Preferably, the contaminant reduction system is used with a disk drive assembly having a housing with a closed interior. A head-disk assembly is located within the closed assembly which would be adversely affected by condensed volatiles generated within the assembly. A Peltier element is located within the closed interior of the disk drive assembly for condensing volatiles present within the closed interior at a desired condensation point within the closed interior. The getter material is located within the closed interior of the disk drive assembly at the preferred condensation point for permanently trapping and maintaining condensed volatiles which are condensed by the Peltier element. The getter material is preferably a permanent getter material comprised of microporous metal. Most preferably, the permanent getter material is a sheet of microporous sintered metal such as sintered alumina having interconnected pores, wherein the pores of the microporous sintered alumina make up at least about 50% of the total volume of the getter material. The permanent getter material is non-specific to the condensed volatiles being trapped with the condensed volatiles being held by capillary forced within the pores of the microporous material.
Additional objects, features and advantages will be apparent in the written description which follows.
The novel features believed characteristic of the invention are set forth in the appended claims. The invention itself however, as well as a preferred mode of use, further objects and advantages thereof, will best be understood by reference to the following detailed description of an illustrative embodiment when read in conjunction with the accompanying drawings, wherein:
FIG. 1 is simplified, schematic view of a disk drive assembly featuring the contaminant reduction system of the invention; and
FIG. 2 is a simplified, schematic view of an experiment performed to illustrate the heat transfer effect achieved with the Peltier element which is used to condense undesirable volatiles present within the closed interior of the disk drive assembly of FIG. 1.
Turning to FIG. 1, there is shown in simplified fashion an electronic device, in this case a disk drive assembly, designated generally as 11. The disk drive assembly 11 is comprised of a cabinet or housing 13 having a normally closed interior 15 and having at least one critical component located within the closed interior 15 which would be adversely affected by condensed volatiles within the closed environment. In the embodiment of the invention illustrated in FIG. 1, the disk drive assembly 11 includes a disk stack 17 mounted on a spindle 19, the stack being arranged for contact with the head-disk assembly, designated generally as 21. While the invention has been described with reference to the disk drive assembly 11, it will be appreciated by those skilled in the art that the contaminant reduction system could have application for any electronic device having a closed interior with critical components which would be adversely affected by condensed volatiles. For example, the principles of the present invention could be readily adapted to micromachining technology, high technology sensors, and similar fields.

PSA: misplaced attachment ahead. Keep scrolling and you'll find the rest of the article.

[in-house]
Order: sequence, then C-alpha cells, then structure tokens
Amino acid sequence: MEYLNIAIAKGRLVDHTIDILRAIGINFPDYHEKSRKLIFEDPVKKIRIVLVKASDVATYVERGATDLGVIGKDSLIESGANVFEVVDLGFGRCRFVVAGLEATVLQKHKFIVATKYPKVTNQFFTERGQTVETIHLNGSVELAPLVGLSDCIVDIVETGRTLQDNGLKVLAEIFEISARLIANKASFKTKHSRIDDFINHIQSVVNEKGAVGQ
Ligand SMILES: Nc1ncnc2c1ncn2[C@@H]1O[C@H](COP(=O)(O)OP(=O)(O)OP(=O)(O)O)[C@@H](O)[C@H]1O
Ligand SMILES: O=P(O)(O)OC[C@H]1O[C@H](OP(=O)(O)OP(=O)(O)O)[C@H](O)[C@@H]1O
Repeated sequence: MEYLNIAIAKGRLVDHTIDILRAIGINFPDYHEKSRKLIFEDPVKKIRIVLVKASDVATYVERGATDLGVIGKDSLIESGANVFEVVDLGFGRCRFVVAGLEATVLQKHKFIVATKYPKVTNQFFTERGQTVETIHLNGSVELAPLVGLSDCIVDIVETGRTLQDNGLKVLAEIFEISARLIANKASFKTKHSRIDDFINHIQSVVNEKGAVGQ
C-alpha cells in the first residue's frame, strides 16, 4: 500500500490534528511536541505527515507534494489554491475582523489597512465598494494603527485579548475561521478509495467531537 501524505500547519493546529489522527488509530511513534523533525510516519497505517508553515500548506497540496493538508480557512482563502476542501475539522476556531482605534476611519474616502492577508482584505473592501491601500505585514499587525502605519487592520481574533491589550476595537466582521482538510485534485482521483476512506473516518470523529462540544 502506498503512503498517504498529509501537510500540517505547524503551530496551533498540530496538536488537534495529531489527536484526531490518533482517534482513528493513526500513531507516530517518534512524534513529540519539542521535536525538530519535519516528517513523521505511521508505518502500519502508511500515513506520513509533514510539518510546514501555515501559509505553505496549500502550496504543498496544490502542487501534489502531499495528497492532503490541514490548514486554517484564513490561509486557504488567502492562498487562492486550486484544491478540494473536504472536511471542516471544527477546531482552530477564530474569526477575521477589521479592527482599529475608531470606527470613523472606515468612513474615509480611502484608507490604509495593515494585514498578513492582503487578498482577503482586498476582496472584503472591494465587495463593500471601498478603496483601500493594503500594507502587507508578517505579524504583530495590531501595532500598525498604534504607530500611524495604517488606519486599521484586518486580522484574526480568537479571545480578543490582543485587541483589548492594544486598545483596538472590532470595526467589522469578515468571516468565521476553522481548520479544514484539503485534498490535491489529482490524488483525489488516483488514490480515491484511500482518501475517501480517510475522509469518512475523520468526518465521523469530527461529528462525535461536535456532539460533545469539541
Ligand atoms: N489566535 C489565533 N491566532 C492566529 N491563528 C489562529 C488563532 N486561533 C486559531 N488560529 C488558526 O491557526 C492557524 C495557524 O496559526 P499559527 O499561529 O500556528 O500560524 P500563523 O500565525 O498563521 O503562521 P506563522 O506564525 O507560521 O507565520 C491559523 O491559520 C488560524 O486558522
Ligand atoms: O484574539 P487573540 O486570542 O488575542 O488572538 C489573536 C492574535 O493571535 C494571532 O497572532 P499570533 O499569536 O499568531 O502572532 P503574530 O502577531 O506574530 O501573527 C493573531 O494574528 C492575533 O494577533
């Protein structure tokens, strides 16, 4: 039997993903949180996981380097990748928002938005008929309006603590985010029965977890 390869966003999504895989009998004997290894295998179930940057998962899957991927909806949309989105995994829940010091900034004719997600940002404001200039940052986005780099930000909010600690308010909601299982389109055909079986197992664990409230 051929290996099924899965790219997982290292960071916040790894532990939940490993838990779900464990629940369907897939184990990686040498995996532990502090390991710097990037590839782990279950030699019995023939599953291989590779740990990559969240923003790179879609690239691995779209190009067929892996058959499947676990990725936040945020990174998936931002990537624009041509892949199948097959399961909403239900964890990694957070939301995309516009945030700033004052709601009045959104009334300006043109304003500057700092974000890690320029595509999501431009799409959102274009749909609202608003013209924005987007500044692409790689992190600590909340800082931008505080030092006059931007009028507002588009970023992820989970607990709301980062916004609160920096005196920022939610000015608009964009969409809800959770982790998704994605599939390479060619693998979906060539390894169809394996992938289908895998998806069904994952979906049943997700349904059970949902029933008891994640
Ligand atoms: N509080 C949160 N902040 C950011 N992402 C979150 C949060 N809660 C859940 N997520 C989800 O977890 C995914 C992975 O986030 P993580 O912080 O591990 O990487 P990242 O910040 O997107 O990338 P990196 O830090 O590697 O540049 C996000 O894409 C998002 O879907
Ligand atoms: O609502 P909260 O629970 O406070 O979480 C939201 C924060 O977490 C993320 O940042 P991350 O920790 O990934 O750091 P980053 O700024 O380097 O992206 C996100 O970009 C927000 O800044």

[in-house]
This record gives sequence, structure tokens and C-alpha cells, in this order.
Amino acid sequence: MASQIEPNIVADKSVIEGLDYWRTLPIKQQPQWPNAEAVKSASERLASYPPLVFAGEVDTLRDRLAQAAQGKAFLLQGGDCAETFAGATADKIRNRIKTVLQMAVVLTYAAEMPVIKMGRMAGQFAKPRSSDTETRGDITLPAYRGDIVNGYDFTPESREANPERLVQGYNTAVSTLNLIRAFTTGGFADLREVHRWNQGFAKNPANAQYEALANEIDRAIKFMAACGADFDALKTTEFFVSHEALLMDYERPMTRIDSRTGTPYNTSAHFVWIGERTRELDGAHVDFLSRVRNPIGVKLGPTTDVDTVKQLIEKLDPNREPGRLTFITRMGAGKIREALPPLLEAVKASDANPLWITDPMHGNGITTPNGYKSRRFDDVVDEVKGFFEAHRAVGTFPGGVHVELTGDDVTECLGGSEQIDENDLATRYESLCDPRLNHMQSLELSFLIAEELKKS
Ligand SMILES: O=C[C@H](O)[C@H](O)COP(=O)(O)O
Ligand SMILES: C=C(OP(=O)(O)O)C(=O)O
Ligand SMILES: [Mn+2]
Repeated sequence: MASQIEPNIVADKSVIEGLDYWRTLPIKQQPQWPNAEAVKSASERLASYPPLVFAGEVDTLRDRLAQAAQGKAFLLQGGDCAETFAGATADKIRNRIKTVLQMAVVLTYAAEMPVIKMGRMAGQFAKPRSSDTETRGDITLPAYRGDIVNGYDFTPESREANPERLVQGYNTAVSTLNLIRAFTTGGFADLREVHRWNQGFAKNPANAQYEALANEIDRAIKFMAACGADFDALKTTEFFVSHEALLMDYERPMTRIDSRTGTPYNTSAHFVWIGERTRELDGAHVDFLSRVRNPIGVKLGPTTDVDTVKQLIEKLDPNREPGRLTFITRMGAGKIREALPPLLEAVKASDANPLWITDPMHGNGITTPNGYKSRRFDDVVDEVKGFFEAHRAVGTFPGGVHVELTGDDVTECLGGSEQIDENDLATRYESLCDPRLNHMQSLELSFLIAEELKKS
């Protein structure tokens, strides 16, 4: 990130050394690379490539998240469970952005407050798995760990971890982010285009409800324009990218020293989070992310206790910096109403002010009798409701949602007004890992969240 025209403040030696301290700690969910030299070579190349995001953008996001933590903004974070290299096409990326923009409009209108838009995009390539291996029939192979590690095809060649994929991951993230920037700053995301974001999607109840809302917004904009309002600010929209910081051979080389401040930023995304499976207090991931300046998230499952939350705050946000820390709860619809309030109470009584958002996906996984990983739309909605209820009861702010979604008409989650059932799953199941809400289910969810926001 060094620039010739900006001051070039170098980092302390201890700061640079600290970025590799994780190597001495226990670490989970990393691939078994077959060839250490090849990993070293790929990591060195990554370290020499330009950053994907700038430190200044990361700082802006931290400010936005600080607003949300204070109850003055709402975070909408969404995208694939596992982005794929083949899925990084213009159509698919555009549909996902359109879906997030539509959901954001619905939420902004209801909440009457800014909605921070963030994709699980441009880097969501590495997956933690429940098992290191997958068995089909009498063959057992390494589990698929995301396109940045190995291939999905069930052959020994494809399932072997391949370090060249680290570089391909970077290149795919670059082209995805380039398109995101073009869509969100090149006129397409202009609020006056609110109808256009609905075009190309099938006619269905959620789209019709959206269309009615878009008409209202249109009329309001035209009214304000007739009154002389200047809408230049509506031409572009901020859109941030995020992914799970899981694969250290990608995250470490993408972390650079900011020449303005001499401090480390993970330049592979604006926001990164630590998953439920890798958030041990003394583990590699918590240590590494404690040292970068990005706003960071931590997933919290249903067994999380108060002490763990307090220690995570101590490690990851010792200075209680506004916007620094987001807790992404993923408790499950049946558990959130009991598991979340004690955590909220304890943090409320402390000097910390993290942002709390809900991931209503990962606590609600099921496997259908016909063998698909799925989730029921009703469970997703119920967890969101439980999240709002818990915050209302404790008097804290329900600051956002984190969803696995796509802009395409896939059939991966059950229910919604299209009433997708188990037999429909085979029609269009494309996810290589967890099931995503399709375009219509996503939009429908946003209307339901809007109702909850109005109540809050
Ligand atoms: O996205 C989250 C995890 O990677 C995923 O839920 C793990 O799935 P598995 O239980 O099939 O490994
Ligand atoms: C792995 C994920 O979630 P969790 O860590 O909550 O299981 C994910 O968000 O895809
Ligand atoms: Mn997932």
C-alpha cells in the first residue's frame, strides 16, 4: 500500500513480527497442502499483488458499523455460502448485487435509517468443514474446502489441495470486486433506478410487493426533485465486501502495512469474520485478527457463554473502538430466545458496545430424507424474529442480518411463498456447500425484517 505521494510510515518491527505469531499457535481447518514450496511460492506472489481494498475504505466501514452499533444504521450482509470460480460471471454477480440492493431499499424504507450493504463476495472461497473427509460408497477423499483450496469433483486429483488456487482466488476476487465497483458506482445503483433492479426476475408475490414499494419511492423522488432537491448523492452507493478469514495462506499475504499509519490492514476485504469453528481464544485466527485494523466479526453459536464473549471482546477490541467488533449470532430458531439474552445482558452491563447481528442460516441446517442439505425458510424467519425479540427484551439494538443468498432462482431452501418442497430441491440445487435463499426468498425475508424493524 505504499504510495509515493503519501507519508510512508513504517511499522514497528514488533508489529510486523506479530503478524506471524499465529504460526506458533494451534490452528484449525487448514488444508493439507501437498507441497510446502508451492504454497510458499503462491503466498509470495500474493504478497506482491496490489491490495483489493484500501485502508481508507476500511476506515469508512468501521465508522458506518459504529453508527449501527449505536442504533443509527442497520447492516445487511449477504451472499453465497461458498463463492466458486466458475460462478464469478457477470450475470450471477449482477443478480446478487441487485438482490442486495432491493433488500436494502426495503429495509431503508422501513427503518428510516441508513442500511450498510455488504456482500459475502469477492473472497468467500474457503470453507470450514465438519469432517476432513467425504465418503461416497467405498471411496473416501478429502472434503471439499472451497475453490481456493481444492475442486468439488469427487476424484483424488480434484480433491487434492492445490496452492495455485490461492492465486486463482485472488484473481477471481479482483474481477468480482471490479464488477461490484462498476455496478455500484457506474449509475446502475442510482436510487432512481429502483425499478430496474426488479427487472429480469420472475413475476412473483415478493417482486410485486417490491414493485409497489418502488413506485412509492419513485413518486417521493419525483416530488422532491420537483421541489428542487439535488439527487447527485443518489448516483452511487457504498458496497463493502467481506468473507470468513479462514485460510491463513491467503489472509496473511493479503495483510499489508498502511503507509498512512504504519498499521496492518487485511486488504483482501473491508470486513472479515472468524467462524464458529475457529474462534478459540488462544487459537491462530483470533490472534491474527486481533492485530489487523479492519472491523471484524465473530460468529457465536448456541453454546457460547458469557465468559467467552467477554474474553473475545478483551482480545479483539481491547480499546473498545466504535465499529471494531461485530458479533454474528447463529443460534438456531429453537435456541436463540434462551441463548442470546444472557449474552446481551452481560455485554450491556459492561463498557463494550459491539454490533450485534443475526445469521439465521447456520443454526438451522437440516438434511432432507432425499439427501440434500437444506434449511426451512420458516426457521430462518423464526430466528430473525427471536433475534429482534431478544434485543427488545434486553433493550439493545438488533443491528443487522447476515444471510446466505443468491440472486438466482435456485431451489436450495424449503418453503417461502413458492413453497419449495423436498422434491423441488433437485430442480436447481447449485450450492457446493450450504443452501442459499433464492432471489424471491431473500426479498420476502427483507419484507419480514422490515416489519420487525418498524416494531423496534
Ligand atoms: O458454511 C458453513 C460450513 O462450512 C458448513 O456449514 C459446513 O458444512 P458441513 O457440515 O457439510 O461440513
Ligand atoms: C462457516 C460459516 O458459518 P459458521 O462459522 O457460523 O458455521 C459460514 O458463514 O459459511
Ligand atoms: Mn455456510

As has been mentioned, newer disk drive assemblies operate at higher temperatures than did the prior art devices (typically about 70° C.). These higher operating temperatures lead to higher gaseous emissions of the various file components of the disk drive, thereby contributing to a higher concentration of gaseous materials in the closed interior of the disk drive housing. Condensation of such gaseous materials, among other areas at the head-to-disk interface, can cause severe functional problems within the system.
The present invention overcomes these and other problems present in the devices of the prior art by producing a preferable location at which condensation of the volatiles will occur. This solution leads to a drop of vapor pressure within the closed interior of the device housing at a particularly desirable location and reduces condensation at other critical locations within the assembly.
The present invention makes use of a thermoelectric heat transfer element (23 in FIG. 1), which in this case is a "Peltier" element, in combination with a "getter" material. The Peltier element 23 can be secured to the housing sidewall 25, as by a suitable adhesive, such as an epoxy adhesive, for example. The Peltier element has a hot junction on the side in contact with the housing wall 25 and has a cold junction which contacts a getter material 27. Electric current for activating the Peltier element 23 is obtained from a power supply through wire leads (not shown). The thermoelectric heat transfer element operates on the principle of thermoelectric (Peltier) cooling by actively transporting heat energy by means of current carriers. As has been briefly mentioned, Peltier effect devices have a thermocoupled junction and conductors for conducting current through the junction. The junction is housed in a module which has two opposing surfaces in heat communication with the respective sides of the junction so that, upon passage of current through the junction, there will be a temperature differential between the two opposing surfaces of the module. The flow of heat energy causes a net temperature gradient to appear so that the temperature at the cold junction is lowered and the temperature at the hot junction is increased. The thermoelectric cooling element has the advantage of having no moving parts and is relatively small in size. Peltier elements are widely available from a number of commercial sources. An example of a commercially available Peltier module that may be used to practice the present invention is the Melcor "Frigichip" miniature ceramic Module No. FC 0.6-66-06L.